The real fear creeps in to my head at night and keeps me from sleeping: what if it really isn’t normal? What does that mean, exactly? Can I fix it? Because when all is said and done, what I really want to say when I plead, “Tell me this is normal,” is,

Please don’t let me screw up the most important people in the world to me.”

Related post: The Myth of Protection

About the writer


Allison is a writer and a mother of four children. Her writing can be found at her own blog, Allison Slater Tate, on Facebook, and Twitter.

From Around the Web


Jamie 3 months ago

Reading your post made me feel stressed and sad. The only one judging you is YOU. Reach out for help if you need it!

KATHY 3 months ago

I work at the ER and I see women who bring their children in for “crying” and I think, why didn’t it ever occur to me to do that? No seriously! My son would cry for hours on end and I thought it was “normal”. He was my first baby, I was a young parent. Whenever I did bring something up to a pediatrician, like the fact that my son through up a lot, they dismissed my stories as being that of such a young mother. I used to carry BATH towels everywhere I went. Not normal. My son has Eosinophilic Esophagitis (EoE) and he has reflux. He was not diagnosed until he was 17 years old. This is not to say that I didn’t try repeatedly over the years to get him help from various doctors, because I did, but it doesn’t stop me from feeling guilty that I should’ve done something more, that I could’ve been more proactive!

Kelly 3 months ago

Man. I read this and thought “omg this is talking to me” my 3 yr old has all these issues and more. My 5tr old has just finished 2 yrs of speech. And my 2 yr old is pigeon toed and trips over constantly. I get told constantly that mr3 is a “normal” 3 yr old and then I get home and he screams for 3 hrs because he doesn’t want to go to sleep even though it’s nearly midnight and he’s been awake since 5… Thank you, at least I know now in not the only one who hates “normal”

Amy K. 3 months ago

Parenting is totally one long essay question!! And normal is such a hard word…

Wendy 3 months ago

Just finish the question: Is this normal FOR THIS CHILD? Even close siblings can be completely different. You’ll learn what is normal for each of your children. In the meantime, you do what we all do: the very best we can for these loves of ours. Chin up, Mama. You’re doing just fine and you are NOT alone.

Sarah 3 months ago

The most sage piece of advise I have heard is that if you care enough to be worried about screwing your kids up, then you probably aren’t.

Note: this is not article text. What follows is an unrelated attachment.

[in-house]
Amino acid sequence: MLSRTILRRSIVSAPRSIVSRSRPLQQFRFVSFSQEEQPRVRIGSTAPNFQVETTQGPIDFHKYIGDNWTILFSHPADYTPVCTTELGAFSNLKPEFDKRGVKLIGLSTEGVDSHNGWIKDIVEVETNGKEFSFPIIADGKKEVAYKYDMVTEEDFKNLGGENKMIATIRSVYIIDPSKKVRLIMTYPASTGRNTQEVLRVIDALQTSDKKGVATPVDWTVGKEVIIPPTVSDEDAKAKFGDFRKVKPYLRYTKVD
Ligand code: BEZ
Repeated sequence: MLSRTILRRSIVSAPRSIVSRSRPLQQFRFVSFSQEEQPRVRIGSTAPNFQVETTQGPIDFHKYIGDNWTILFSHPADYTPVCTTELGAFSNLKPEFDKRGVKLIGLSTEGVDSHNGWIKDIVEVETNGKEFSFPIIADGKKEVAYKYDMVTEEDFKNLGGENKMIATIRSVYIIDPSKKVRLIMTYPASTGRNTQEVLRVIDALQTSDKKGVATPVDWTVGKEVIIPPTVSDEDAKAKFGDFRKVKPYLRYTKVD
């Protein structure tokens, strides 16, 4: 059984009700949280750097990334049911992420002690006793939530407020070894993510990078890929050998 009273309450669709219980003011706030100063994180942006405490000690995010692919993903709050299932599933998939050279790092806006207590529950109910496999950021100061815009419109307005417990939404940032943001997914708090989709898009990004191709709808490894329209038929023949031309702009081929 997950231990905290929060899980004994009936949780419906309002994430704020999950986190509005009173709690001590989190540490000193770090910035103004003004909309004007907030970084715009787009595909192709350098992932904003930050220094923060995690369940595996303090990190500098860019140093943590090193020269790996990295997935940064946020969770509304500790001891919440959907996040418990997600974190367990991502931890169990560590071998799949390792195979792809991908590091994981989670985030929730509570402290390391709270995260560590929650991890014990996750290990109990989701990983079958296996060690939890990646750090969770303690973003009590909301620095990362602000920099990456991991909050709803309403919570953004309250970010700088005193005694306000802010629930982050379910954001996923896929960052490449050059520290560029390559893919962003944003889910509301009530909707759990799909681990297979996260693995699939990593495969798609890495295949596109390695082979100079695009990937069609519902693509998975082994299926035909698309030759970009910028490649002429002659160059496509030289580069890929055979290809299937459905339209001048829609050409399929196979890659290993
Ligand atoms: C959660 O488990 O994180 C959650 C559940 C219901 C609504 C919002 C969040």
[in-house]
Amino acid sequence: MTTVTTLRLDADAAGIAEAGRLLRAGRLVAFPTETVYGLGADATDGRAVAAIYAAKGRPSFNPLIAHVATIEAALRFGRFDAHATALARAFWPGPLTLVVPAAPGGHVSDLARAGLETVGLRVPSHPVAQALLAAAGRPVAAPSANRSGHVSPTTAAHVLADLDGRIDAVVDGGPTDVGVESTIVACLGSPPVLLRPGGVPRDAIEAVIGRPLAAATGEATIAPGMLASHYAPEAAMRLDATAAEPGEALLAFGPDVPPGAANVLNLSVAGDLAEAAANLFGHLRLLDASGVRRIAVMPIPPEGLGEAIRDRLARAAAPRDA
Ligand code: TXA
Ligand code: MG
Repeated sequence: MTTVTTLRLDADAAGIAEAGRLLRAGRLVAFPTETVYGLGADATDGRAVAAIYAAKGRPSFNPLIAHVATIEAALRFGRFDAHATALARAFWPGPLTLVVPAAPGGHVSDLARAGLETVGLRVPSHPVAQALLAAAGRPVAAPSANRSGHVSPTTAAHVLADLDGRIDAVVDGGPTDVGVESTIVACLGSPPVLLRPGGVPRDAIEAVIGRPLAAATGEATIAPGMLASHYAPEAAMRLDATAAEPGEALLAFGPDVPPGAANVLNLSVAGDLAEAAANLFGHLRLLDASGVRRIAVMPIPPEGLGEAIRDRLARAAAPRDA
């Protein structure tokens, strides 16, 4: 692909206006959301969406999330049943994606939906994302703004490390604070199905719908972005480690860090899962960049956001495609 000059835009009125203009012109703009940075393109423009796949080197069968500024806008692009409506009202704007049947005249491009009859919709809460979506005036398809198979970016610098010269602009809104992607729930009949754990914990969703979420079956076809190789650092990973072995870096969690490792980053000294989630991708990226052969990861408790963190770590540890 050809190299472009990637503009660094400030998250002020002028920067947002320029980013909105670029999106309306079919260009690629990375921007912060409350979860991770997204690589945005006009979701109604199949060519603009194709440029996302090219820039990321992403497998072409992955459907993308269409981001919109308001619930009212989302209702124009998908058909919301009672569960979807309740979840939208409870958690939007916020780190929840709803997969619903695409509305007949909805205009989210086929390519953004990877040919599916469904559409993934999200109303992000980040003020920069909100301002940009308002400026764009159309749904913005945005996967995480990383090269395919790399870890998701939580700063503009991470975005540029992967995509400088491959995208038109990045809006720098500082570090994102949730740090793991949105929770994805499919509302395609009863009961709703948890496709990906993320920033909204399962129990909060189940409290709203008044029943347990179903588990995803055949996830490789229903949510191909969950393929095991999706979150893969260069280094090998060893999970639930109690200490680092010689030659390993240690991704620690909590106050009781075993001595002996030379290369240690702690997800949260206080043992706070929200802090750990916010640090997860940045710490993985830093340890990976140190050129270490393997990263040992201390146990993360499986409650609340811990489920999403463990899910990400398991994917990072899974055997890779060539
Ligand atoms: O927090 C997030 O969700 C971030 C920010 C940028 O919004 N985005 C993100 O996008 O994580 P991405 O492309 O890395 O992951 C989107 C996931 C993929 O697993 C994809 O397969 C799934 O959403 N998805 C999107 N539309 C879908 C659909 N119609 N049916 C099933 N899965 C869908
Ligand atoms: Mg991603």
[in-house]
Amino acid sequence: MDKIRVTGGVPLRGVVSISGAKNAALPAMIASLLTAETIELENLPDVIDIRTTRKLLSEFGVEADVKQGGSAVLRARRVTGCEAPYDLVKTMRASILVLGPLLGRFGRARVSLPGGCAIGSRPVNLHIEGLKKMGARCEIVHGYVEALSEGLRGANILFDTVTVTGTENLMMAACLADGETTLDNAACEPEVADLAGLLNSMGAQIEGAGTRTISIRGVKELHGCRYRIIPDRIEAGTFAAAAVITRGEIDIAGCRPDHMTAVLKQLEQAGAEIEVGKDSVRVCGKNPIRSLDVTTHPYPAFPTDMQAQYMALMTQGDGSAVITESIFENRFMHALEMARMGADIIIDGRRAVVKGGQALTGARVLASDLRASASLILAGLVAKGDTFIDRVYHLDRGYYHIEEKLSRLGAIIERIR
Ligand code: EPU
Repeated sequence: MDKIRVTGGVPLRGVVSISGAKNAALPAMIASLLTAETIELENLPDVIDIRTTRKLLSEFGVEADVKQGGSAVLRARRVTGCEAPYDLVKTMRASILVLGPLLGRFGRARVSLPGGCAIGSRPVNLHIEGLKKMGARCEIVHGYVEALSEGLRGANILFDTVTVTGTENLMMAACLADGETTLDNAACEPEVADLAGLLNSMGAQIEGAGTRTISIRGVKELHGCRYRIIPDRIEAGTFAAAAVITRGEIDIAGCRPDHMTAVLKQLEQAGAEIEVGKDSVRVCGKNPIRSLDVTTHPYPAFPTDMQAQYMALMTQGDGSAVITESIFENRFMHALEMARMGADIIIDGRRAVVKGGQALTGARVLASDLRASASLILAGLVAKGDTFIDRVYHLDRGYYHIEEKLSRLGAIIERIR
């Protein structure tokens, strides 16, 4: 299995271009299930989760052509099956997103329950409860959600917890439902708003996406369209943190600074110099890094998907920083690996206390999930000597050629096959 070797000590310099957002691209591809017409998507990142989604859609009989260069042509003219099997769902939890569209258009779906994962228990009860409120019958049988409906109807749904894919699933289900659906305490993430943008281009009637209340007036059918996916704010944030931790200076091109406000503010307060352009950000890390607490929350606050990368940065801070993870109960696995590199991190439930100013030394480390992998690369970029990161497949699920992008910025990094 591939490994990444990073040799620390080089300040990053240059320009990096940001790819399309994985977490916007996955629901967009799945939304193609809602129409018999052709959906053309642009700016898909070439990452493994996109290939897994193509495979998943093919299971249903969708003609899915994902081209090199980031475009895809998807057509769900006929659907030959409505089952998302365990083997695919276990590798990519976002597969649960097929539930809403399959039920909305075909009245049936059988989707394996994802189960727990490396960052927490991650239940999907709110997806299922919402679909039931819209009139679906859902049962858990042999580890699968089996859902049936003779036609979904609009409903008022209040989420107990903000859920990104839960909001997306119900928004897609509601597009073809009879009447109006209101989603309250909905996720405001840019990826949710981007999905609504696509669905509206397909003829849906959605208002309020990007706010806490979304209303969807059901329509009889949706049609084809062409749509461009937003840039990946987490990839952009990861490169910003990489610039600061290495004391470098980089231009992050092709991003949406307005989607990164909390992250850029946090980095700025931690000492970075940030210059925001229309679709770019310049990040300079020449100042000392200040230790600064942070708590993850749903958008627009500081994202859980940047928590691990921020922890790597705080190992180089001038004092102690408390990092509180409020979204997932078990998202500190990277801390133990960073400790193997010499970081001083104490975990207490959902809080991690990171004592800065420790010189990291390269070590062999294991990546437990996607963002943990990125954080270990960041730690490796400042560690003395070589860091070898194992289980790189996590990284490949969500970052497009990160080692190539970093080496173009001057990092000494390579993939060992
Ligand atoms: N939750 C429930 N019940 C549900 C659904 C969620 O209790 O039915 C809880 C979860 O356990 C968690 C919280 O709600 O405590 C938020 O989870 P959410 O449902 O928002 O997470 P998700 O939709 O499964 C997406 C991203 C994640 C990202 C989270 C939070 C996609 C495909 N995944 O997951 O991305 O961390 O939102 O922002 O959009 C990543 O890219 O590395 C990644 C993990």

Jessica 3 months ago

If you have some tips for the defiance, stubbornness and consequences not working I’d appreciate them. Same issue with my almost 5 yr old it started about 3 though. She’s not violent though except to walls doors and furniture.

Kat 8 months ago

My parenting is an essay question, not a formula to solve. – love this quote. I had my children very young (18), so I was in that stage of life where I thought I knew everything. So I made my own decisions and went with it. Rarely did I worry what was normal – until they and I were older. I trusted my mother to tell me if I was screwing up somehow. Thankfully she understood her role to her ‘child mother’ and gave advice in little helpful ‘drips and drabs’ – easy to swallow. Now as a grandmother, I see where I could have done better, in some cases MUCH better. My husband (not my children’s father) is often amazed at my choices with the Granddaughters but it works for me. As long as I don’t upset my daughter with what I do with her lovely daughters, I am OK. Nana is allowed to bend the rules some, just don’t break the important ones.

Becky 8 months ago

I get frustrated with moms who want to tell me how and what I should be doing with my kids when their children are assholes. Doctor heal thyself. I’ll admit my kid’s shortcomings and what we have tried to do to help. And sometimes, we can’t. It’s heartbreaking.

Lynn Houston 8 months ago

great read. Thank you

Darry Waltz 8 months ago

Perhaps Acceptable would be a better word than Normal…

Lisa Duggan 8 months ago

I’m a grandmother of 3
You are all normal
Your amazing ladies
And being a stay at home mom or a working mom it’s a tuff job.
I went through every fear all of you are going through. I many times felt motherhood fly out the window
Went in the closet and cried
Snapped and yelled
I felt ashamed and miserable and I was an awful mom.
I just finally realized
Kids will be kids
There is nothing that’s perfect in this worldMotherhood is not a hallmark card .
Oh and timeout after awhile didn’t work and counting to 10.
Sometimes my kids finally got it
When I yelled ( ok ranted screamed) they ran to their rooms
Sometimes moms gotta have a melt down.
I threw away the how to be a better parent books spanking verses not spanking
Hold your baby don’t hold your baby too much let them cry.?
And they grew up and they are not anymore damaged then the rest of us. And yes when my babies cried I picked them up and held them
And both were spanked twice
Their whole growing up
So hang in there !
Then they have kids

Mindy Collier Scott 8 months ago

Moving! Truth, mama, truth!

dql091 8 months ago

Oh man, I feel this exact same way! I worry less with our second kid, but I still worry and wonder and don’t know what to say or how to respond most of the time.